A recent addition to the Library is the Center for Contemporary Culture which opened in 2006. This makes Brooklyn Public Library very special and very unique. It is used for bigger performances such as author readings, jazz and classical music performances and seminars.

Some of the nation’s most astute thinkers visit the library for talks, including figures like Pharrell, Robert Reich, and President Clinton.

Some of the special behind the scenes areas Montero shared were the four decks of storage below the public areas of the Library. He explained that there are about eight miles of shelving if you were to add up all the divisions in the public areas.

“Deck 4 – stacks:” https://www.bklynlibrary.org

These decks of subterranean storage add an additional 28 miles of materials and subject matter, which are just the tip of the iceberg.

There are so many different things about the Brooklyn Public Library that make it special and unique from any other library institution in the country. However, its most special feature is the overwhelming sense of community you feel when you are in or even around it. There is not a time of the day that people are not utilizing one or several of the many offerings that BPL has to offer to people in the community.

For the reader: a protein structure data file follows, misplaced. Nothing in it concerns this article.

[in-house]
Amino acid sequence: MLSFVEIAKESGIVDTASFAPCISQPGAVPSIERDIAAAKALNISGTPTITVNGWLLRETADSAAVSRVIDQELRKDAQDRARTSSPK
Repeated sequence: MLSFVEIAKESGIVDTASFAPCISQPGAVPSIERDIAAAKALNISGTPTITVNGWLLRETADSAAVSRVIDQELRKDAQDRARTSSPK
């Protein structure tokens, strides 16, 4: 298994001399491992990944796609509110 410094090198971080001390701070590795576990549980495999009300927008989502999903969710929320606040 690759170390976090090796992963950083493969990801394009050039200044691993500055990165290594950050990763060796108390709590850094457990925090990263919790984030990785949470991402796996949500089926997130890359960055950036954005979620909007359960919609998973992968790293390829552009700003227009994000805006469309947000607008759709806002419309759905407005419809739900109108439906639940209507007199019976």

Stop through the library this weekend to take part in this milestone celebration of what is indeed one of the borough’s finest gems.

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Gabriella Thalassites

My name is Gabriella Thalassites, but everyone calls me Gabbie. I graduated from Florida State University in 2013, where I studied English with a concentration in Creative Writing. I currently live in...